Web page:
A Young Adolescent With a Multisystem Inflammatory Syndrome in Children (MIS-C)-Like Illness During the COVID-19 Pandemic

A Case Report

Jomol Rajesh, BSc; Poonam Joshi, PhD, MSc; Suman Dabas, MSc; Vanita Kumari, MSc; Rakesh Lodha, MD

Disclosures

Pediatr Nurs. 2022;48(1):47-48. 

In This Article

What do you Suspect?

The young adolescent is being evaluated for a prolonged history of fever and rash. There was no history of child having an exposure to anyone with COVID-19.

Differential Diagnoses

Acute Viral Illness. Acute viral illness is one of the most common illnesses seen in children, causing several symptoms, such as fever, lethargy, and maculopapular rash on the body. Acute viral illness is self-limiting in children, requiring administration of antipyretics, such as acetaminophen. One may or may not observe any change in serum blood chemistry.

Kawasaki Disease. Kawasaki disease is an autoimmune disease characterized by high-grade fever and rash on the body, followed by joint pain. Sometimes there can be an episode of diarrhea or vomiting as well. Most children recover from the disease without any serious problem. One can observe rise in inflammatory markers, such as erythrocyte sedimentation rate (ESR) and C-reactive protein (CRP).

Rheumatic Fever. Rheumatic fever is a complex disease primarily seen in children between 5 to 15 years of age, affecting the skin, heart, blood vessels, and joints. The health care provider should look for fever, rash, and pain in one or more joints. Investigations, such as inflammatory markers and echocardiography, are done to establish the diagnosis. In the case of this child, the echocardiography showed a normal ejection fraction (60%), with no valvular abnormalities.

Acute Septic Arthritis. Acute septic arthritis is an acute hematogenous spread characterized by fever, limited movement, and acutely swollen painful joints. Serum CRP, white blood cell count, and ESR are used to rule out the diagnosis. In view of the COVID-19 pandemic, the provisional diagnosis of the child was MIS-C, but the child was also investigated for other possible disease conditions.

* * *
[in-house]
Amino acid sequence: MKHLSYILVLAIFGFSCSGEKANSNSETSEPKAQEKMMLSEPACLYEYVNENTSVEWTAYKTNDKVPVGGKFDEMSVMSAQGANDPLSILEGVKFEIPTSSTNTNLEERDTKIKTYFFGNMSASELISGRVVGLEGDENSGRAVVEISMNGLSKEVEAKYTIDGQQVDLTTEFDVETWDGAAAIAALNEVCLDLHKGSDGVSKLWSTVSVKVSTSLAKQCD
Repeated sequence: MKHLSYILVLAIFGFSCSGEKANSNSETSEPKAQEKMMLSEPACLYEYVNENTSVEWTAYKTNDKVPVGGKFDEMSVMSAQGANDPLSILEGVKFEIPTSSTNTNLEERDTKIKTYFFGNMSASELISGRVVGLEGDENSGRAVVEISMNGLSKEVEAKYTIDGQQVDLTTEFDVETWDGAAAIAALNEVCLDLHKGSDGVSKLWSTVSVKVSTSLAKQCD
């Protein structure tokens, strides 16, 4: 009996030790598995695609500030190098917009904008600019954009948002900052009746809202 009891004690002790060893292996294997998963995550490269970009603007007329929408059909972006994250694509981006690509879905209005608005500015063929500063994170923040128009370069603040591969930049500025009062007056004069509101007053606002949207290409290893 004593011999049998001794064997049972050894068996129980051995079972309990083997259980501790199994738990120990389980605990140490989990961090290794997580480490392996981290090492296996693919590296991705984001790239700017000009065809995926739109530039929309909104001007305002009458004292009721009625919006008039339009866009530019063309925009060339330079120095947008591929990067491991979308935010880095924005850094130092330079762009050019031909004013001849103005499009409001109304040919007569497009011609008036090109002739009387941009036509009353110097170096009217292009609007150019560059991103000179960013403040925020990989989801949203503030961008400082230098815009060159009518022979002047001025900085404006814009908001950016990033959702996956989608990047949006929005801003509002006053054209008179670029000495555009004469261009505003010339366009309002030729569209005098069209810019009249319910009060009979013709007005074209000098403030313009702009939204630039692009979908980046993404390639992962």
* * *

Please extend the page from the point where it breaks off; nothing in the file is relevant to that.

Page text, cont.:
Management Plan and Recommendations

The child was shifted to the pediatric intensive care unit (PICU) for further management and put on respiratory support via a heated humidified high-frequency cannula (HHHNC) at 20 L/min, FiO2 of 54%. Antimicrobial therapy, namely ceftriaxone 2 g/20mL NS, IV every 12 hours, and vancomycin 500 mg/50 mL every 6 hours, were started. The child was transitioned from IV fluid therapy to restricted fluid orally (500 mL) on day three of her intensive care unit stay. Considering probable MIS-C, the child was started on methylprednisolone at 1 mg/kg/day20 mg once a day. Other drugs in her treatment were paracetamol tablets 500 mg, pantoprazole 40 mg before breakfast, clobazam 6 mL, risperidone 0.5 mg, and potassium chloride 10 mL.

The total duration of the child's stay in the PICU was 13 days. The child was weaned off successfully from H3FNC to nasal cannula (2 L/minute) to room air. Injectable drugs were changed to oral ones and full feeds were started. The child had HR varying between 50 to 70 beats/minute with infrequent atrial premature contractions (APC) with varying PR intervals (180 to 210 msec) at the time of writing of this article. The child is being under evaluation for possible acute rheumatic fever, and septic arthritis, and continuously being hemo-dynamically monitored.

processing....